He basically demonstrates how the traditional venture capital model of the 1990s -- with its reliance on very large 'hits' -- no longer works. This is something we've known in Europe for many years, but he makes a case that even in Silicon Valley, VCs now need to learn how to generate returns from a more balanced approach to risk.
In Peter's view, VCs should take a page from private equity's playbook, learning how to handle valuation, exit timing and funding risk, in addition to the traditional focus on markets, innovation and team.
In other words, VCs need to manage their investments as much for the downside and middle-exit scenario, as for the big upside. This is really what traditional growth equity investing has always been about, and it's clear that in the current environment the growth equity niche is growing into a more established asset class.
But I really like Peter's suggestion that even early-stage investing can take a more measured approach to risk to reduce the variability of outcomes. By focusing as much on capital useage, valuation, timing of follow-on financing and timing of markets, VCs can increase the number of 3x returns while still having a shot at the occasional 20x.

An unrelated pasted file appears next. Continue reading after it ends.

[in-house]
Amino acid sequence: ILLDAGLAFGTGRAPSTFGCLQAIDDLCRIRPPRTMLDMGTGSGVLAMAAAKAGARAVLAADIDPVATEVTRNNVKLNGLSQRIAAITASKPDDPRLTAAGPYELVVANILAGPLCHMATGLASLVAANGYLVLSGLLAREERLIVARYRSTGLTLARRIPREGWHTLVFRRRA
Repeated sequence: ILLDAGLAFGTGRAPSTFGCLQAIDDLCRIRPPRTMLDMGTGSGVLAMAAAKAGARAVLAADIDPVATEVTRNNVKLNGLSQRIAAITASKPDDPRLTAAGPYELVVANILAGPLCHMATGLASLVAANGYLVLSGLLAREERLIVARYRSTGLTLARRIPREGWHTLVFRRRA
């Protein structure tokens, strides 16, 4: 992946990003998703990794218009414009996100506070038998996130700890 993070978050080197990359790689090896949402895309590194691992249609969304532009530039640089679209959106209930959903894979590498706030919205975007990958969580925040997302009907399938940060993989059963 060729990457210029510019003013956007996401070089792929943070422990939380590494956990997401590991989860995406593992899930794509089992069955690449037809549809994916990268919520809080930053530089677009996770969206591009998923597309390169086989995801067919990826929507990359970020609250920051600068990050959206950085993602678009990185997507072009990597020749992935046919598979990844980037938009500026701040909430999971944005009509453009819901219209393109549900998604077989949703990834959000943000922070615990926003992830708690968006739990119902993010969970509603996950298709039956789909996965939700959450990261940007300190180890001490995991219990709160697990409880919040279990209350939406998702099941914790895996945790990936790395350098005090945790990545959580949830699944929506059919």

What Peter does not mention in his article is the importance of capital efficiency. A lot of the middle-exit risk VCs take is the result of overcapitalising companies, which depresses returns precisely in the most likely range of outcomes, ie exits of $80-120m (see Why you have to build companies for less). By focusing more on core metrics early on and controlling cash useage VCs (and the founders they back) retain more options to make a positive return.
Like Kennet, Peter's fund sat out the post-bubble market of 2001-2003, making few investments. Unlike Kennet, his conclusion is now to move into adjacent markets (cleantech) and focus on selective early-stage investments. This is because a rise in later-stage valuations (driven by VCs looking for deals closer IPO) has created a price bubble.
I agree that too many VCs are making bets on the near-term IPO queue, but I also believe there are plenty of capital-efficient, appropriately priced investment opportunities in mature growth companies. The key is to find these entrepreneur-led businesses (which typically do not need to raise capital), and to have an investment proposition specifically adapted to their needs. This is why growth equity is so different frmo late-stage VC.